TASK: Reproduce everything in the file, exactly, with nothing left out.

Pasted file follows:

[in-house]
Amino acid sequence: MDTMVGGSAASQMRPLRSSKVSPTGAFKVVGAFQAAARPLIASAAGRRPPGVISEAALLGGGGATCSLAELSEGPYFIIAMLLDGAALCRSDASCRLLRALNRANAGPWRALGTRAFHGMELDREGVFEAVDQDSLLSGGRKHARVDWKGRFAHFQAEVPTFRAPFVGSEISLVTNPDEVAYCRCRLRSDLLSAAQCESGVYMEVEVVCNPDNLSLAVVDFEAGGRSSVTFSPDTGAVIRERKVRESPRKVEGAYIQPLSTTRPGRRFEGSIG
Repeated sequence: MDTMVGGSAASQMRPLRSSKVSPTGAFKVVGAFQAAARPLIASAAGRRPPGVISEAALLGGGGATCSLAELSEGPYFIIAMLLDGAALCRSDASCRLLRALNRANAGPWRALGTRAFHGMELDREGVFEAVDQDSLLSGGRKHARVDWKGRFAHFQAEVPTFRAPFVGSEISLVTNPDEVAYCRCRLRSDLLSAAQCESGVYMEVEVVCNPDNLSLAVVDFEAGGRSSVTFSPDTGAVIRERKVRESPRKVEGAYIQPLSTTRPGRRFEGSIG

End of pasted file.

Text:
[in-house]
Amino acid sequence: MDTMVGGSAASQMRPLRSSKVSPTGAFKVVGAFQAAARPLIASAAGRRPPGVISEAALLGGGGATCSLAELSEGPYFIIAMLLDGAALCRSDASCRLLRALNRANAGPWRALGTRAFHGMELDREGVFEAVDQDSLLSGGRKHARVDWKGRFAHFQAEVPTFRAPFVGSEISLVTNPDEVAYCRCRLRSDLLSAAQCESGVYMEVEVVCNPDNLSLAVVDFEAGGRSSVTFSPDTGAVIRERKVRESPRKVEGAYIQPLSTTRPGRRFEGSIG
Repeated sequence: MDTMVGGSAASQMRPLRSSKVSPTGAFKVVGAFQAAARPLIASAAGRRPPGVISEAALLGGGGATCSLAELSEGPYFIIAMLLDGAALCRSDASCRLLRALNRANAGPWRALGTRAFHGMELDREGVFEAVDQDSLLSGGRKHARVDWKGRFAHFQAEVPTFRAPFVGSEISLVTNPDEVAYCRCRLRSDLLSAAQCESGVYMEVEVVCNPDNLSLAVVDFEAGGRSSVTFSPDTGAVIRERKVRESPRKVEGAYIQPLSTTRPGRRFEGSIG